Nov 19, 2017; Houston, TX, USA; Houston Texans former player Andre Johnson speaks to the media prior to the game against the Arizona Cardinals at NRG Stadium. Mandatory Credit: Troy Taormina-USA TODAY Sports

John McClain: Andre Johnson is an HOF finalist once again

For the second consecutive year, former Texans receiver Andre Johnson is a finalist for election into the Pro Football Hall of Fame.

The Hall of Fame announced the 15 finalists on Jan. 4 on the NFL Network. The 48-member selection committee’s results will be disclosed on Feb. 9 on the NFL Honors show at Super Bowl LVII. It’ll be carried by NBC, NFL Network, and Peacock.

For the second consecutive year, Johnson is one of three finalists who played wide receiver, joining Reggie Wayne and Torry Holt. Devin Hester is listed as a wide receiver, but if he’s elected to the Hall of Fame, it’ll be because he’s the greatest return specialist in NFL history.

Other offensive finalists are tackles Joe Thomas and Willie Anderson. Thomas, who played his entire career at Cleveland, is expected to be a lock in his first year of eligibility.

The other nine finalists are all defensive players: edge rusher DeMarcus Ware, end Dwight Freeney, end Jared Allen, linebacker Zach Thomas, linebacker Patrick Willis, safety Darren Woodson, cornerback Darrelle Revis, cornerback Albert Lewis, and cornerback Ronde Barber. Like Thomas, Revis is expected to be inducted in his first year of eligibility.

As many as five modern-era finalists can be voted into the Hall of Fame. There are four other finalists, including linebacker Chuck Howley, defensive tackle Joe Klecko and cornerback Ken Riley – all senior candidates – and Don Coryell as the coach/contributor finalist.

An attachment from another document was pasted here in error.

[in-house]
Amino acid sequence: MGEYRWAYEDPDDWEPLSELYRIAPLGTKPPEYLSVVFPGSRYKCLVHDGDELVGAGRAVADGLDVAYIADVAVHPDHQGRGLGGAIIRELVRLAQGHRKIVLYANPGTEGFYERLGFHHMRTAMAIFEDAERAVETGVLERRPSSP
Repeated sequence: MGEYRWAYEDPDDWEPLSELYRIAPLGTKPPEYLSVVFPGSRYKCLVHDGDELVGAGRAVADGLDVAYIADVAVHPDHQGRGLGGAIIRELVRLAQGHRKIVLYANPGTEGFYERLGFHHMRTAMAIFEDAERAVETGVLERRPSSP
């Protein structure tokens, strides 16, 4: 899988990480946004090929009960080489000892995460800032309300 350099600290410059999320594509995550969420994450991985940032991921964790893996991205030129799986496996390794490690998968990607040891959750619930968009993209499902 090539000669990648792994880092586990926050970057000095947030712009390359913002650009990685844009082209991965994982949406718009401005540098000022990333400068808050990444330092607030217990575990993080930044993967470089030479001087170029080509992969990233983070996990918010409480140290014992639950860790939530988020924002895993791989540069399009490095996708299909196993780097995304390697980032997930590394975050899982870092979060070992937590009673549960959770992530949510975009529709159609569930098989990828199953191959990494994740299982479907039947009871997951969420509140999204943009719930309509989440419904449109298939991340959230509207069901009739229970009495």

In Johnson’s first year of eligibility, he made the cut from 15 to 10 but did not make the next reduction that would have earned him a spot in the Class of 2022. No first-time eligible candidates were voted into the Hall of Fame last year.

Johnson, drafted third overall in 2003, played 14 seasons, including his first 12 with the Texans. Johnson and Texans founder Bob McNair are the only members of the team’s Ring of Honor at NRG Stadium.

Despite playing with a multitude of quarterbacks – the best being Matt Schaub – Johnson became one of the greatest receivers in NFL history. He caught 1,062 passes for 14,185 yards and 70 touchdowns. With the Texans, he had 1,012 receptions for 13,597 yards and 64 touchdowns. He had 51 games with at least 100 yards.

Johnson was voted to seven Pro Bowls and made the All-Pro team three times. His statistics stack up favorably against receivers already inducted into the Hall of Fame.

Johnson had five seasons with at least 100 receptions. That’s one more than Jerry Rice and Marvin Harrison and two more than Cris Carter and Randy Moss. Johnson had three 1,500-yard seasons, tied for second with Harrison, one behind Rice. Johnson and Harrison had three seasons with at least 100 receptions and 1,500 yards, one more than Rice and two more than Moss, Michael Irvin, Isaac Bruce, and Calvin Johnson.

To be voted into the Hall of Fame, players must receive at least 80% of the votes. The selection committee will reduce the list from 15 to 10 and to 5. The final five almost always make the Hall of Fame.

(John McClain writes four columns a week for He can be heard Tuesday, Wednesday and Friday on Sports Radio 610 and Monday and Thursday on Texans Radio. He does three weekly Houtopia podcasts for 610. He also can be read three times a week on

Exit mobile version